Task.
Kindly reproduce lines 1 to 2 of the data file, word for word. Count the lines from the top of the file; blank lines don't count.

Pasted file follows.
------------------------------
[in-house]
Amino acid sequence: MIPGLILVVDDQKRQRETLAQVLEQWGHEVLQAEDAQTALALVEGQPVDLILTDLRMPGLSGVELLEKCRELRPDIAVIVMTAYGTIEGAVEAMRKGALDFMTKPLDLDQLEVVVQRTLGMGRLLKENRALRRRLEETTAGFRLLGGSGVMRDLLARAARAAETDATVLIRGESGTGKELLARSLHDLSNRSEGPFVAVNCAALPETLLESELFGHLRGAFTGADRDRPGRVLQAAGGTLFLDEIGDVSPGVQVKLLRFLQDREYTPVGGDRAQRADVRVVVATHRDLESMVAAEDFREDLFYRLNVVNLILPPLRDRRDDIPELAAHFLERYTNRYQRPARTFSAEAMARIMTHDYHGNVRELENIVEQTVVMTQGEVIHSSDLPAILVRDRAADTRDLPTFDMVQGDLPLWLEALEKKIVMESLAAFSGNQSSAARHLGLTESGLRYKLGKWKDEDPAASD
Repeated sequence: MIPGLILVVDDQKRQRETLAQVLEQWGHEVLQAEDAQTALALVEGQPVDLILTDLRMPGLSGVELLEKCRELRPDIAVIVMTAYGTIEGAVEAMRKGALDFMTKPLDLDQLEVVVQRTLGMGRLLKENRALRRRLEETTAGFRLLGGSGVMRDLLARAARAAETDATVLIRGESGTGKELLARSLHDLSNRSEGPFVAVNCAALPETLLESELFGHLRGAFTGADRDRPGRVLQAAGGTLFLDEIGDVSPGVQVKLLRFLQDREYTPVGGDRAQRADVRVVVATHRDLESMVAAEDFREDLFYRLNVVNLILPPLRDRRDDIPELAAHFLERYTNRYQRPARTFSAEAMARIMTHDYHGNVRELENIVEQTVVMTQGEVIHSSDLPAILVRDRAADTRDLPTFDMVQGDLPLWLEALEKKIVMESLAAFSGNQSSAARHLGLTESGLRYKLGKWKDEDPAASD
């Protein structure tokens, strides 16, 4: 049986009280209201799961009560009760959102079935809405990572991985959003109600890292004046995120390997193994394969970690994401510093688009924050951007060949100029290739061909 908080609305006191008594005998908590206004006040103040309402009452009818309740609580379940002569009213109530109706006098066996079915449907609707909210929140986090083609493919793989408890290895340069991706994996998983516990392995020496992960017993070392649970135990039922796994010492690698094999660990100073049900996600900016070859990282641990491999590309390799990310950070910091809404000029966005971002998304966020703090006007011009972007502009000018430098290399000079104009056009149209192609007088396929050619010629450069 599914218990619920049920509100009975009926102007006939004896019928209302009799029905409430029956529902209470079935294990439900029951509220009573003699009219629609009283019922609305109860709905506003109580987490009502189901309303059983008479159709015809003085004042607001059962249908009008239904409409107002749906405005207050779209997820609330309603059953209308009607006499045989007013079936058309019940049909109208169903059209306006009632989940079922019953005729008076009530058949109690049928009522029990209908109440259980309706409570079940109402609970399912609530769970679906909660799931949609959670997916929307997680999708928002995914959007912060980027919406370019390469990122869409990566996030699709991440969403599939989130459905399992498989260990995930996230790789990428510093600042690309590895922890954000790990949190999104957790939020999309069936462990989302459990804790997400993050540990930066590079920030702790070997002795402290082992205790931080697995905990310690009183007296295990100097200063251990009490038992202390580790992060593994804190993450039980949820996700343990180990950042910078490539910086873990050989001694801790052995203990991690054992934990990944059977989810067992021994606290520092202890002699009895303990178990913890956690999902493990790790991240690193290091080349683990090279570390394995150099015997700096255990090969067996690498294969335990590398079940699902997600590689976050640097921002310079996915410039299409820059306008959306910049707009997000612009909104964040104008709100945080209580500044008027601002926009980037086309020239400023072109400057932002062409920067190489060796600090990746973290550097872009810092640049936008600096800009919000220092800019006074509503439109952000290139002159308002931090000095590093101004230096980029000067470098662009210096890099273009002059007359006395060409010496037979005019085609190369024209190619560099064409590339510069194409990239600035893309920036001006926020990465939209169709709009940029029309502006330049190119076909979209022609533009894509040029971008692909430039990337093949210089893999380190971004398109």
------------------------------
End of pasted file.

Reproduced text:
[in-house]
Amino acid sequence: MIPGLILVVDDQKRQRETLAQVLEQWGHEVLQAEDAQTALALVEGQPVDLILTDLRMPGLSGVELLEKCRELRPDIAVIVMTAYGTIEGAVEAMRKGALDFMTKPLDLDQLEVVVQRTLGMGRLLKENRALRRRLEETTAGFRLLGGSGVMRDLLARAARAAETDATVLIRGESGTGKELLARSLHDLSNRSEGPFVAVNCAALPETLLESELFGHLRGAFTGADRDRPGRVLQAAGGTLFLDEIGDVSPGVQVKLLRFLQDREYTPVGGDRAQRADVRVVVATHRDLESMVAAEDFREDLFYRLNVVNLILPPLRDRRDDIPELAAHFLERYTNRYQRPARTFSAEAMARIMTHDYHGNVRELENIVEQTVVMTQGEVIHSSDLPAILVRDRAADTRDLPTFDMVQGDLPLWLEALEKKIVMESLAAFSGNQSSAARHLGLTESGLRYKLGKWKDEDPAASD